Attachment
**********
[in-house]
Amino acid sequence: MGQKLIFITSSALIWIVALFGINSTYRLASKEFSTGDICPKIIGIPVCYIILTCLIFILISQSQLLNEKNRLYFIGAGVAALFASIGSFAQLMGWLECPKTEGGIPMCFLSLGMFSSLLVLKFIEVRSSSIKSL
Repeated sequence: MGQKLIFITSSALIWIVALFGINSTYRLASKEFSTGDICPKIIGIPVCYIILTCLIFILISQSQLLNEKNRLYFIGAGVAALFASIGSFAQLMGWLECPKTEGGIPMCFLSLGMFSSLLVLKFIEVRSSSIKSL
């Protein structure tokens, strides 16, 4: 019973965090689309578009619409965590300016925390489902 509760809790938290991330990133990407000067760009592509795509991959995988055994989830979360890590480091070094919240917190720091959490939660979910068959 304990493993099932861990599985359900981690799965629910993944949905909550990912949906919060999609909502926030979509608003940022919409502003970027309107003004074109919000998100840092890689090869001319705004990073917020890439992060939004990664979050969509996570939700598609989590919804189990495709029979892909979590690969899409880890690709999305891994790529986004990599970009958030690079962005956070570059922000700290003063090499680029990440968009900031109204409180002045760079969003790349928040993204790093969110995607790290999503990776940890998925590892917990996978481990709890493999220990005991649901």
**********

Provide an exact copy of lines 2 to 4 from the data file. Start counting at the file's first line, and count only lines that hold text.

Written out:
Amino acid sequence: MGQKLIFITSSALIWIVALFGINSTYRLASKEFSTGDICPKIIGIPVCYIILTCLIFILISQSQLLNEKNRLYFIGAGVAALFASIGSFAQLMGWLECPKTEGGIPMCFLSLGMFSSLLVLKFIEVRSSSIKSL
Repeated sequence: MGQKLIFITSSALIWIVALFGINSTYRLASKEFSTGDICPKIIGIPVCYIILTCLIFILISQSQLLNEKNRLYFIGAGVAALFASIGSFAQLMGWLECPKTEGGIPMCFLSLGMFSSLLVLKFIEVRSSSIKSL
């Protein structure tokens, strides 16, 4: 019973965090689309578009619409965590300016925390489902 509760809790938290991330990133990407000067760009592509795509991959995988055994989830979360890590480091070094919240917190720091959490939660979910068959 304990493993099932861990599985359900981690799965629910993944949905909550990912949906919060999609909502926030979509608003940022919409502003970027309107003004074109919000998100840092890689090869001319705004990073917020890439992060939004990664979050969509996570939700598609989590919804189990495709029979892909979590690969899409880890690709999305891994790529986004990599970009958030690079962005956070570059922000700290003063090499680029990440968009900031109204409180002045760079969003790349928040993204790093969110995607790290999503990776940890998925590892917990996978481990709890493999220990005991649901």